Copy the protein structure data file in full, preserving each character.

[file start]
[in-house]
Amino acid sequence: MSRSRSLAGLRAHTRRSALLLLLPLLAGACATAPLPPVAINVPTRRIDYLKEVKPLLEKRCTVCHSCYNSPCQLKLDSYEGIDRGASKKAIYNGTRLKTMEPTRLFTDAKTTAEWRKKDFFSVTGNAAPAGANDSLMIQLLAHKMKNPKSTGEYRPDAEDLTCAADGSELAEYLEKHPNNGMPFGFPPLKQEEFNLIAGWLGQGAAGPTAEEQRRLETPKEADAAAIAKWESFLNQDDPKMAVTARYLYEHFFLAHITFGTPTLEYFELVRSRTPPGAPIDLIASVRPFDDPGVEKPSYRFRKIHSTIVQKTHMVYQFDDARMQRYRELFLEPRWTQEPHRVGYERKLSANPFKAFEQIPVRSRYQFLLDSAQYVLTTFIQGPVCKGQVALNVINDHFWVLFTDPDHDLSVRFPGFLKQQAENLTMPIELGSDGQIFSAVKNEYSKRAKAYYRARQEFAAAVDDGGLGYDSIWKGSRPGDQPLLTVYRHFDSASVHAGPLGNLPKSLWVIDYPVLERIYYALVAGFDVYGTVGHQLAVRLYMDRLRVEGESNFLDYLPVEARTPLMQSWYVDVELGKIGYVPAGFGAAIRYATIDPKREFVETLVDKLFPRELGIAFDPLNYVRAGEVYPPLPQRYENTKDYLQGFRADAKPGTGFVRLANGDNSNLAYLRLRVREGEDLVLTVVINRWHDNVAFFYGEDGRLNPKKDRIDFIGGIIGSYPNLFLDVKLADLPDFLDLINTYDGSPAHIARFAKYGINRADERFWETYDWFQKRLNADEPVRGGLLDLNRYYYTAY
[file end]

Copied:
[in-house]
Amino acid sequence: MSRSRSLAGLRAHTRRSALLLLLPLLAGACATAPLPPVAINVPTRRIDYLKEVKPLLEKRCTVCHSCYNSPCQLKLDSYEGIDRGASKKAIYNGTRLKTMEPTRLFTDAKTTAEWRKKDFFSVTGNAAPAGANDSLMIQLLAHKMKNPKSTGEYRPDAEDLTCAADGSELAEYLEKHPNNGMPFGFPPLKQEEFNLIAGWLGQGAAGPTAEEQRRLETPKEADAAAIAKWESFLNQDDPKMAVTARYLYEHFFLAHITFGTPTLEYFELVRSRTPPGAPIDLIASVRPFDDPGVEKPSYRFRKIHSTIVQKTHMVYQFDDARMQRYRELFLEPRWTQEPHRVGYERKLSANPFKAFEQIPVRSRYQFLLDSAQYVLTTFIQGPVCKGQVALNVINDHFWVLFTDPDHDLSVRFPGFLKQQAENLTMPIELGSDGQIFSAVKNEYSKRAKAYYRARQEFAAAVDDGGLGYDSIWKGSRPGDQPLLTVYRHFDSASVHAGPLGNLPKSLWVIDYPVLERIYYALVAGFDVYGTVGHQLAVRLYMDRLRVEGESNFLDYLPVEARTPLMQSWYVDVELGKIGYVPAGFGAAIRYATIDPKREFVETLVDKLFPRELGIAFDPLNYVRAGEVYPPLPQRYENTKDYLQGFRADAKPGTGFVRLANGDNSNLAYLRLRVREGEDLVLTVVINRWHDNVAFFYGEDGRLNPKKDRIDFIGGIIGSYPNLFLDVKLADLPDFLDLINTYDGSPAHIARFAKYGINRADERFWETYDWFQKRLNADEPVRGGLLDLNRYYYTAY